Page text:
Stone age


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Stone age

  1. 1. Stone Age  Submitted by: 1. Shubham 2. Shivam 3. Tanishq  Heritage club  B.L.P.S
  2. 2.  The Stone Age is a broad prehistoric period during which humans widely used stone for toolmaking. Stone tools were made from a variety of different sorts of stone. For example, flint and chert were shaped (or chipped) for use as cutting tools and weapons, while basalt and sandstone were used for ground stone tools, such as quern-stones. Wood, bone, shell, antler (deer) and other materials were widely used, as well. During the most recent part of the period, sediments (like clay) were used to make pottery. A series of metal technology innovations characterize the later Chalcolithic (Copper Age), Bronze Age and Iron Age.
  3. 3.  The period from 2 Million years ago (Mya)encompasses the first use of stone tools in Gona, Ethiopia and its spread and widespread use elsewhere soon thereafter.It ends with the development of agriculture, the domestication of certain animals, and the smelting of copper ore to produce metal. It is termed prehistoric since humanity had not yet started writing—the traditional start of history (i.e., recorded history).
  4. 4.  It is the first age in the three-age system. A division of the Stone Age into older and younger parts was first proposed by Jens Jacob Worsaae in 1859 through his work with Danish kitchen middens that began in 1851.The subdivision into the Palaeolithic, Mesolithic and Neolithic periods that still is in use today, was made by John Lubbock in his now classic 1865 book Pre-historic Times. These three periods are further subdivided. In reality, the succession of phases varies enormously from one region (and culture) to another, indeed, humanity continued to expand into new areas even during the metal ages. Therefore, it is better to speak of a Stone Age, instead of the Stone Age. As a description of people living today, the term stone age is controversial. The Association of Social Anthropologists discourages this use.
  5. 5. Paleolithic Age  During the Paleolithic age, humans were grouped together in small scale societies such as bands and gained their subsistence from gathering plants and hunting wild animals The Paleolithic is characterized by the use of knapped stone tools, although at the time, humans also used wood and bone tools. Other organic commodities were adapted for use as tools, including leather and vegetable fibers; however, given their nature, these have not been preserved to any great degree. Humankind gradually evolved from early members of the genus Homo such as Homo habilis, who used simple stone tools into fully behaviorally and anatomically modern humans (Homo sapiens sapiens) during the Paleolithic era. DNA and fossil evidence indicates that modern humans originated in east Africa about 200,000 years ago. During the end of the Paleolithic specifically the Middle and or Upper Paleolithic humans began to produce the earliest works of art and engage in religious and spiritual behavior such as burial and ritual.[ The climate during the Paleolithic consisted of a set of glacial temperatures.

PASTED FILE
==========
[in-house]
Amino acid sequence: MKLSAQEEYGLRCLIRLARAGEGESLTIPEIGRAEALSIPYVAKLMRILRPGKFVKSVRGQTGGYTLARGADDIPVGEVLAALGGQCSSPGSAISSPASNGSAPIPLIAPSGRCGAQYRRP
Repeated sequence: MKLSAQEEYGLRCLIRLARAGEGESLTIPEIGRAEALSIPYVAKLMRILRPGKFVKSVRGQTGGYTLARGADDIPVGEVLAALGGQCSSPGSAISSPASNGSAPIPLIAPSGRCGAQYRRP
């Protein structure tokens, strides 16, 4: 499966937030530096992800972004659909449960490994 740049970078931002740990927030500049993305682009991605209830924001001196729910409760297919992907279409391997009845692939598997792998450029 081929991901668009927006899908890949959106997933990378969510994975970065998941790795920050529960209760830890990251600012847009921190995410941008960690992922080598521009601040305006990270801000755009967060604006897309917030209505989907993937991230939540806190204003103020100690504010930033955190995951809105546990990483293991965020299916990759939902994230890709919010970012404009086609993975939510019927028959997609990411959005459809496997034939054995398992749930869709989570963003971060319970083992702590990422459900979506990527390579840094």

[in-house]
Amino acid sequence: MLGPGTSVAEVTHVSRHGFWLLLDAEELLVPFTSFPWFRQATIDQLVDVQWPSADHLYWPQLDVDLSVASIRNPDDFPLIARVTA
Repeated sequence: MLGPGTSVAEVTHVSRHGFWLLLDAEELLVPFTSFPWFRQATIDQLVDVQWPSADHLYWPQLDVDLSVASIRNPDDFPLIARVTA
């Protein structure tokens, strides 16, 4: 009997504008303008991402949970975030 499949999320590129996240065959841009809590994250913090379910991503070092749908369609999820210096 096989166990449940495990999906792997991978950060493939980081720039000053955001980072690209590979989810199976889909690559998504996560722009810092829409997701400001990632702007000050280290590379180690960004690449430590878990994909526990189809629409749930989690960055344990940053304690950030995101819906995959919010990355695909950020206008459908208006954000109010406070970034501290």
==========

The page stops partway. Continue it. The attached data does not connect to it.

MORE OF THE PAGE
6. 6. Mesolithic Age  The period starting from the end of the last ice age, 10,000 years ago, to around 6,000 years ago was characterised by rising sea levels and a need to adapt to a changing environment and find new food sources. The development of microlith tools began in response to these changes. They were derived from the previous Palaeolithic tools, hence the term Epipalaeolithic. However, in Europe the term Mesolithic (Middle Stone Age) is used, as the tools (and way of life) were imported from the Near East. There, microlith tools permitted more efficient hunting, while more complex settlements, such as Lepenski Vir developed based on fishing. Domestication of the dog as a hunting companion probably dates to this period.  The earliest known battle occurred during the Mesolithic period at a site in Egypt known as Cemetery
  7. 7. Neolithic Age  Due to the increased need to harvest and process plants, ground stone and polished stone artifacts became much more widespread, including tools for grinding, cutting, and chopping. The first large- scale constructions were built, including settlement towers and walls, e.g., Jericho and ceremonial sites, e.g.: Stonehenge. These show that there was sufficient resources and co-operation to enable large groups to work on these projects. To what extent this was a basis for the development of elites and social hierarchies is a matter of on-going debate.[17] Although some late Neolithic societies formed complex stratified chiefdoms similar to Polynesian societies such as the Ancient Hawaiians, most Neolithic societies were relatively simple and egalitarian[18] though Neolithic cultures were noticeably more hierarchical than the Paleolithic cultures that preceded them and Hunter-gatherer cultures in general.[19] The earliest evidence for established trade exists in the Neolithic with newly settled people importing exotic goods over distances of many hundreds of miles. The Ġgantija temples of Gozo in the Maltese archipelago are the oldest surviving free standing structures in the world, erected c. 3600-2500 BCE. Skara Brae located on Orkney island off Scotland is one of Europe's best examples of a Neolithic village. The community contains stone beds, shelves and even an indoor toilet linked to a stream.
  8. 8.  This age lasted from 4000bc to 2000bc  This was when man used both stone and copper tools  This age is also called stone-copper age because discovery of copper held in this age